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Original Research: AIRWAY DISEASE IN INFANTS |

Sensitivity of Bronchial Responsiveness Measurements in Young Infants*

Lotte Loland, MD, PhD; Frederik F. Buchvald, MD, PhD; Liselotte Brydensholt Halkjær, MD; Jacob Anhøj, MD; Graham L. Hall, PhD; Tore Persson, PhD; Tyra Grove Krause, MD, PhD; Hans Bisgaard, MD, DMSci
Author and Funding Information

*From the Danish Pediatric Asthma Center (Drs. Loland, Buchvald, Halkjær, Anhøj, and Bisgaard), Department of Pediatrics, Copenhagen University Hospital, Hellerup, Denmark; Respiratory Medicine (Dr. Hall), Princess Margaret Hospital for Children and School of Paediatric and Child Health, University of Western Australia, Perth, WA, Australia; Statistical Department (Dr. Persson), Astra-Zeneca R&D Lund, Lund, Sweden; and Department of Epidemiology Research (Dr. Krause), Danish Epidemiology Science Centre, Statens Serum Institut, Copenhagen, Denmark.

Correspondence to: Hans Bisgaard, MD, DMSci, Danish Pediatric Asthma Center, Department of Pediatrics, Copenhagen University Hospital, Gentofte, Niels Andersens Vej 65, DK-2900 Hellerup, Denmark; e-mail: Bisgaard@copsac.dk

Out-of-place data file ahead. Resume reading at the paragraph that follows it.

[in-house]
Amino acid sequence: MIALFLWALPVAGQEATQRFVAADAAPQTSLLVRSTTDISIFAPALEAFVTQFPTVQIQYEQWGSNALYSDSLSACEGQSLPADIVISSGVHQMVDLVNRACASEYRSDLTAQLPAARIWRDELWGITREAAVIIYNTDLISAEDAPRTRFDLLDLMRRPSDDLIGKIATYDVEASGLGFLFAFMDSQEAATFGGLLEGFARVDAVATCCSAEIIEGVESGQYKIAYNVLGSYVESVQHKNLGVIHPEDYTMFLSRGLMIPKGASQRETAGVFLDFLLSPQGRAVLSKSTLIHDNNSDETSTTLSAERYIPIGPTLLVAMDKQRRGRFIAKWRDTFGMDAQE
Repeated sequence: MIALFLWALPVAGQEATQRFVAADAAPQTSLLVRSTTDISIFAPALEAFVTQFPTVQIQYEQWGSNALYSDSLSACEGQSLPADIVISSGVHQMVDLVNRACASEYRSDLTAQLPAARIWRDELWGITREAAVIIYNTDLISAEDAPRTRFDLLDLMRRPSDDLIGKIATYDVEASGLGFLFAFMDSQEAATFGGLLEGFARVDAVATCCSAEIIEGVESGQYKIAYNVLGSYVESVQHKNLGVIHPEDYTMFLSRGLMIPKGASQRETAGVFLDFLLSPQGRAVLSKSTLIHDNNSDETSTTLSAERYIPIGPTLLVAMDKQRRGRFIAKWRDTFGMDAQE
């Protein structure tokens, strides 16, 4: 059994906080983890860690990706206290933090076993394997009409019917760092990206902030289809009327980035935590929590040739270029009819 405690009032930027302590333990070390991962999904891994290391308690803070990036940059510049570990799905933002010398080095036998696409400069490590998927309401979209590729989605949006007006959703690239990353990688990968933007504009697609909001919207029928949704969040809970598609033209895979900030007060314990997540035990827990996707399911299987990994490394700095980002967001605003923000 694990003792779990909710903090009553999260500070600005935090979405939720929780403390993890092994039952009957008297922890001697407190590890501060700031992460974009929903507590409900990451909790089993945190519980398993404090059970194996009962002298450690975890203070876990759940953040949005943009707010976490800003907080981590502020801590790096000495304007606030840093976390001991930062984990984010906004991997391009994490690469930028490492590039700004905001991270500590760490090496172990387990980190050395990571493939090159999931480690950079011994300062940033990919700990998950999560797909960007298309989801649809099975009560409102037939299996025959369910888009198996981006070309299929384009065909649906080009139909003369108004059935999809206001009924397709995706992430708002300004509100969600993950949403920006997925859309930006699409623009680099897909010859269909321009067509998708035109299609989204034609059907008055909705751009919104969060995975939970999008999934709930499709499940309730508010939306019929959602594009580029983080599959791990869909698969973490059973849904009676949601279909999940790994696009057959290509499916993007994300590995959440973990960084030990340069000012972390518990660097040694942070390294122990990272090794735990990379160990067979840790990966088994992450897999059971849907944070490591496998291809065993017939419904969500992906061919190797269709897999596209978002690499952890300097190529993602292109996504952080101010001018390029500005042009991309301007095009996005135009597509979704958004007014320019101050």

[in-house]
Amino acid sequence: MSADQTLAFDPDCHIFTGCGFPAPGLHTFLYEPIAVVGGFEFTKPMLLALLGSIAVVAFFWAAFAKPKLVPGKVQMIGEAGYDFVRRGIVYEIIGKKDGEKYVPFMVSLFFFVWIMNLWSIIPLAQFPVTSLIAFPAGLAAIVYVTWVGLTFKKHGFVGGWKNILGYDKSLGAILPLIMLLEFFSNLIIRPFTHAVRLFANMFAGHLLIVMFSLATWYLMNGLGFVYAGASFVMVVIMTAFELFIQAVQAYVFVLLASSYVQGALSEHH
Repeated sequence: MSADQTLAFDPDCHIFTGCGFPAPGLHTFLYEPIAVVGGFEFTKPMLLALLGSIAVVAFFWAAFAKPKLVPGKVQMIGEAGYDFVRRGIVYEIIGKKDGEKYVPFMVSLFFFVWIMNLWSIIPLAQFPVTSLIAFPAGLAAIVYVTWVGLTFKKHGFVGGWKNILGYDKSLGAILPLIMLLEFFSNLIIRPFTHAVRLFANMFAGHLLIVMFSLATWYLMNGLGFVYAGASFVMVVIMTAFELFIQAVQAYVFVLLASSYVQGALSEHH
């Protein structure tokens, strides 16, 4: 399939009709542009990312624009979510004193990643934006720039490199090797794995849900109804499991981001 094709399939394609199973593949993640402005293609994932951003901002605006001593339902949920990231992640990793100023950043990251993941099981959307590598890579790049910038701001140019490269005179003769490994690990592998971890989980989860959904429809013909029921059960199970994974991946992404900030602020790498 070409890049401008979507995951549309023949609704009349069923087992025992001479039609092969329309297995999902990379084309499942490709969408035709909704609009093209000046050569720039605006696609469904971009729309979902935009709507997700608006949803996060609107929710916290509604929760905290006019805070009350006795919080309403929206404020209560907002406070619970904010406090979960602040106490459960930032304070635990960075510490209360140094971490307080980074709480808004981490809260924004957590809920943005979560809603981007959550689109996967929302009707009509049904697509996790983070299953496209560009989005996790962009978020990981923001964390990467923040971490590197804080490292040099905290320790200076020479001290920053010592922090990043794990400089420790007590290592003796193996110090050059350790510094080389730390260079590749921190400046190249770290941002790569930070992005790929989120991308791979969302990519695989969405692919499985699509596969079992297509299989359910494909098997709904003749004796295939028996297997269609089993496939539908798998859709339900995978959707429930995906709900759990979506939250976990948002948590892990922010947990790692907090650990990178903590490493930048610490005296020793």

Chest. 2006;129(3):669-675. doi:10.1378/chest.129.3.669
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Objectives: There is limited evidence on the preferred methods for evaluating lung function in infancy. The objective of this study was to compare sensitivity and repeatability of indexes of lung function in young infants during induced airway obstruction.

Methods: The study population consisted of 402 infants (median age, 6 weeks). Forced flow-volume measurements were obtained by the raised volume rapid thoracoabdominal compression technique and were compared with indexes of tidal breathing, measurements of transcutaneous oxygen (Ptco2), and auscultation during methacholine challenge testing.

Results: Ptco2 was the most sensitive parameter to detect increasing airway obstruction during methacholine challenge, followed by forced expiratory volume at 0.5 s (FEV0.5). Both were superior to other indexes of forced spirometry as well as tidal breathing indexes and auscultation. Coefficients of variations for Ptco2 and FEV0.5 were 4% and 7%, respectively.

Conclusions: Ptco2 and FEV0.5 are the most sensitive parameters for measurement of bronchial responsiveness in young infants. Measurements of baseline lung function should preferably be made using FEV0.5. Measurements of bronchial responsiveness are best assessed using Ptco2, which may be performed in nonsedated infants and improve feasibility of future studies on lung function in infancy.

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